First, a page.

But I Really Miss You!

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DG Mark Roth (2-S2)

Why is it so hard to hold on to our members? Every year, for the last several years, my district lost a few more Lions through drops than we gained through extension and new member recruitment. If this trend is not reversed, we run the risk of dropping below an acceptable level to maintain our own District identity.

Retaining members should be a lot easier than recruiting new ones. After all, we sold them on Lionism at some point. Perhaps they joined a long time ago and just lost interest because their Club wasn’t performing service projects that made membership seem important. Maybe they joined recently and never made a connection to their Club, District or mission of Lions in their Community. If this is the case, then we need to focus a lot of attention in our Districts as well as our Clubs on addressing these two, very real challenges to sustainable membership growth.

In the first case, our Districts should be helping our Clubs reexamine their service areas. Clubs should look to see where unmet needs exist that Lions could help resolve. There are needs assessment tools on LCI on-line that can help clubs work through the process of identifying meaningful service opportunities that could reinvigorate their Club and drive member satisfaction. District-wide needs assessments can help Districts identify areas where new club development could take place.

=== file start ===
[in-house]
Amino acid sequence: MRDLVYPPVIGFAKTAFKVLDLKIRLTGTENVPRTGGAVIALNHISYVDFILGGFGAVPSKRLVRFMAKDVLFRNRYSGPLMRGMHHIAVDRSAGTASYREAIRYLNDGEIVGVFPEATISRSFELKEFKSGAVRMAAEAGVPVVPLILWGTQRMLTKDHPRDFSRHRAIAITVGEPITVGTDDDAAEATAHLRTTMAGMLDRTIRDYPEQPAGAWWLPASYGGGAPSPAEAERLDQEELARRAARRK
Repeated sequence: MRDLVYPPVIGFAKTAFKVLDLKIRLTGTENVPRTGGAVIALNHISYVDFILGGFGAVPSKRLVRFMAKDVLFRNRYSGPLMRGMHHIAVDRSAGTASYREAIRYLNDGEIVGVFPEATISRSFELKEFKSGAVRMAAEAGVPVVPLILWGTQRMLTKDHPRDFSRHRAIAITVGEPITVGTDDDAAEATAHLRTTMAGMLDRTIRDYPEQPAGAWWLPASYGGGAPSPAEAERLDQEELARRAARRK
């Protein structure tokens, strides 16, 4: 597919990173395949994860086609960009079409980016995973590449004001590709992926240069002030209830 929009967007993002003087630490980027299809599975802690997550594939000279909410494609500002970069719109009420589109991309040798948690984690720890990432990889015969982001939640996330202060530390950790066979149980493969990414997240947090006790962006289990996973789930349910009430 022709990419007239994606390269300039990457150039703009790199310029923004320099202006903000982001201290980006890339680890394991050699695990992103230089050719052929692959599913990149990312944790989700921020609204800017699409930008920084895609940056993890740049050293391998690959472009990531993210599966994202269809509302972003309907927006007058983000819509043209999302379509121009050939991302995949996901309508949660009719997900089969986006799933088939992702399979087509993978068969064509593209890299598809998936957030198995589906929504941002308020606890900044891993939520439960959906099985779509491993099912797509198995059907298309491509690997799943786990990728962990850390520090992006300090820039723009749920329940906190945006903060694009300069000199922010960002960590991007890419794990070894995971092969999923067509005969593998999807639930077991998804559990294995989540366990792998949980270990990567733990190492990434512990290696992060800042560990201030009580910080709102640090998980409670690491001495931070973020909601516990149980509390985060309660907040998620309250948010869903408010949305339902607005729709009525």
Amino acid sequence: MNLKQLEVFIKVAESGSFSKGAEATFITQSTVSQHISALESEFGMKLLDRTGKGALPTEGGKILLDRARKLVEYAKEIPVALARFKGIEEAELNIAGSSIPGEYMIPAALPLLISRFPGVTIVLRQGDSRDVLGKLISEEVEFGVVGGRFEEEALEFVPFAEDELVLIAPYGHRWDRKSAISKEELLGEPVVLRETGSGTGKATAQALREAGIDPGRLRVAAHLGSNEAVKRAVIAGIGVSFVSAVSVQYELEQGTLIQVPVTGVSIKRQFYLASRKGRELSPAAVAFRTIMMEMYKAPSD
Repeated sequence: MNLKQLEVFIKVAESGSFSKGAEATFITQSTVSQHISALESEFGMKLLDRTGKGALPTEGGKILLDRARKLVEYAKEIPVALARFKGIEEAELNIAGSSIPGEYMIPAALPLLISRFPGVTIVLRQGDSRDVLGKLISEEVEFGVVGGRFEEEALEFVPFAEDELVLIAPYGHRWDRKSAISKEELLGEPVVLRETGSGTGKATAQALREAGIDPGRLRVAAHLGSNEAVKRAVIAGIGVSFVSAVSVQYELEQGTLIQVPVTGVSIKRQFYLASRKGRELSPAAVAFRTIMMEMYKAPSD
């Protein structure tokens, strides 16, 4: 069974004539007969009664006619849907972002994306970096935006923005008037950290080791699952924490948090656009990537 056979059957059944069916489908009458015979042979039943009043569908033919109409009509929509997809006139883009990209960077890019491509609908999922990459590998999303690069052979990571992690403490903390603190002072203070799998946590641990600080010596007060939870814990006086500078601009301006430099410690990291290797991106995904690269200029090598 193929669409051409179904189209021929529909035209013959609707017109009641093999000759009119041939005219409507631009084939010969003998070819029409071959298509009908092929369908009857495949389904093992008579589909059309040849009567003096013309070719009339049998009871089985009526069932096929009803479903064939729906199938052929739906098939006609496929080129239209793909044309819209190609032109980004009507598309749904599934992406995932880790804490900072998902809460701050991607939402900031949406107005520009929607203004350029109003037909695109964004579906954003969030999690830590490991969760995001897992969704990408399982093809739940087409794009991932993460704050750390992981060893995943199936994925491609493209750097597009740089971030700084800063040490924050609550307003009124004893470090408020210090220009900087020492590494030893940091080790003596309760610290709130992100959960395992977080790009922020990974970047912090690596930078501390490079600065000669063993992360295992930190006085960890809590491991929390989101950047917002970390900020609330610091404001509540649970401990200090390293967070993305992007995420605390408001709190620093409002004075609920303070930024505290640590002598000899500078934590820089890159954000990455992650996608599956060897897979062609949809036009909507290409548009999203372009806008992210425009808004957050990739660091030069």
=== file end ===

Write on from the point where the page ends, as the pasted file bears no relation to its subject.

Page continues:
It is a real shame to lose a Lion in their first year of membership. Unfortunately, that happens all too often. When exiting members are questioned about their reason for leaving, they frequently report that they never seemed to fit in with their Club. We must make a greater effort to pull the new Lions into “the Pride” and give them a reason to stay. First, we need a good orientation program to reinforce all the positive reasons for joining. Then, we absolutely must integrate them into the service activities, recognize them when they participate and ask them for ideas for future service activities. We can no longer expect that new Lions will be content sitting in the back of the room letting other, more senior Lions decide what service projects are best for our Clubs. It is particularly important for younger members to get involved early in their life in Lionism. If we fail to make a real connection to the service life of a Lion, then we will risk losing our members sooner, rather than later.